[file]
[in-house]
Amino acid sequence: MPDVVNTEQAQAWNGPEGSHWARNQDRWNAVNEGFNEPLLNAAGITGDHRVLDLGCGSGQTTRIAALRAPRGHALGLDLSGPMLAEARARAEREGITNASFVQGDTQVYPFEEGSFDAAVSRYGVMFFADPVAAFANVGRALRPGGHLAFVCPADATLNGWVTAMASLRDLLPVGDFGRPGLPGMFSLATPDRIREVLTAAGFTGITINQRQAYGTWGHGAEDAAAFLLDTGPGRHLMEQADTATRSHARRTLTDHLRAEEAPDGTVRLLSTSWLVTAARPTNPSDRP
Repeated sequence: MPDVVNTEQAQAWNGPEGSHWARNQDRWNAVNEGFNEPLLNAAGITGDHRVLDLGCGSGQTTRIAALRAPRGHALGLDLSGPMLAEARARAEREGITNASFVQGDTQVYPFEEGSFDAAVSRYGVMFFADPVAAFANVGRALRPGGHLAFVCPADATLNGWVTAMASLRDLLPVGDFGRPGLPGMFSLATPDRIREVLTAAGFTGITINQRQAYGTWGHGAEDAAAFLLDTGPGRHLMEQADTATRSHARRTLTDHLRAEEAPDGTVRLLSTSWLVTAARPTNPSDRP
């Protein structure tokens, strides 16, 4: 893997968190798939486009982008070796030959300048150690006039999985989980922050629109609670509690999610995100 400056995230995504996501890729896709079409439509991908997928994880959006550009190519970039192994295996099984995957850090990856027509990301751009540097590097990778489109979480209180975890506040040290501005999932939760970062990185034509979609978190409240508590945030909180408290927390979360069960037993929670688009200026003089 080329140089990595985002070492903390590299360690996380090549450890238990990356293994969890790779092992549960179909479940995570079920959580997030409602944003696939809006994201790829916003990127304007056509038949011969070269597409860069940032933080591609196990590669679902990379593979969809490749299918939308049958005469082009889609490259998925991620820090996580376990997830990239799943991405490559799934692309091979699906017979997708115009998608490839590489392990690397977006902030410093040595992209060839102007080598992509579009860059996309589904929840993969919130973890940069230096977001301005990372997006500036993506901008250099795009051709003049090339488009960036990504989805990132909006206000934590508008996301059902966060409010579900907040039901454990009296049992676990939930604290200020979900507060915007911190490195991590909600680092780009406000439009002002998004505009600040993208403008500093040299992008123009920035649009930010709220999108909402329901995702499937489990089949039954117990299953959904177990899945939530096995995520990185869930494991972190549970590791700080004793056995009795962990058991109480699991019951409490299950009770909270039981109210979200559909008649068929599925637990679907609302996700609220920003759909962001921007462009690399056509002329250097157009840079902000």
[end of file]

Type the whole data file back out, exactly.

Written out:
[in-house]
Amino acid sequence: MPDVVNTEQAQAWNGPEGSHWARNQDRWNAVNEGFNEPLLNAAGITGDHRVLDLGCGSGQTTRIAALRAPRGHALGLDLSGPMLAEARARAEREGITNASFVQGDTQVYPFEEGSFDAAVSRYGVMFFADPVAAFANVGRALRPGGHLAFVCPADATLNGWVTAMASLRDLLPVGDFGRPGLPGMFSLATPDRIREVLTAAGFTGITINQRQAYGTWGHGAEDAAAFLLDTGPGRHLMEQADTATRSHARRTLTDHLRAEEAPDGTVRLLSTSWLVTAARPTNPSDRP
Repeated sequence: MPDVVNTEQAQAWNGPEGSHWARNQDRWNAVNEGFNEPLLNAAGITGDHRVLDLGCGSGQTTRIAALRAPRGHALGLDLSGPMLAEARARAEREGITNASFVQGDTQVYPFEEGSFDAAVSRYGVMFFADPVAAFANVGRALRPGGHLAFVCPADATLNGWVTAMASLRDLLPVGDFGRPGLPGMFSLATPDRIREVLTAAGFTGITINQRQAYGTWGHGAEDAAAFLLDTGPGRHLMEQADTATRSHARRTLTDHLRAEEAPDGTVRLLSTSWLVTAARPTNPSDRP
């Protein structure tokens, strides 16, 4: 893997968190798939486009982008070796030959300048150690006039999985989980922050629109609670509690999610995100 400056995230995504996501890729896709079409439509991908997928994880959006550009190519970039192994295996099984995957850090990856027509990301751009540097590097990778489109979480209180975890506040040290501005999932939760970062990185034509979609978190409240508590945030909180408290927390979360069960037993929670688009200026003089 080329140089990595985002070492903390590299360690996380090549450890238990990356293994969890790779092992549960179909479940995570079920959580997030409602944003696939809006994201790829916003990127304007056509038949011969070269597409860069940032933080591609196990590669679902990379593979969809490749299918939308049958005469082009889609490259998925991620820090996580376990997830990239799943991405490559799934692309091979699906017979997708115009998608490839590489392990690397977006902030410093040595992209060839102007080598992509579009860059996309589904929840993969919130973890940069230096977001301005990372997006500036993506901008250099795009051709003049090339488009960036990504989805990132909006206000934590508008996301059902966060409010579900907040039901454990009296049992676990939930604290200020979900507060915007911190490195991590909600680092780009406000439009002002998004505009600040993208403008500093040299992008123009920035649009930010709220999108909402329901995702499937489990089949039954117990299953959904177990899945939530096995995520990185869930494991972190549970590791700080004793056995009795962990058991109480699991019951409490299950009770909270039981109210979200559909008649068929599925637990679907609302996700609220920003759909962001921007462009690399056509002329250097157009840079902000």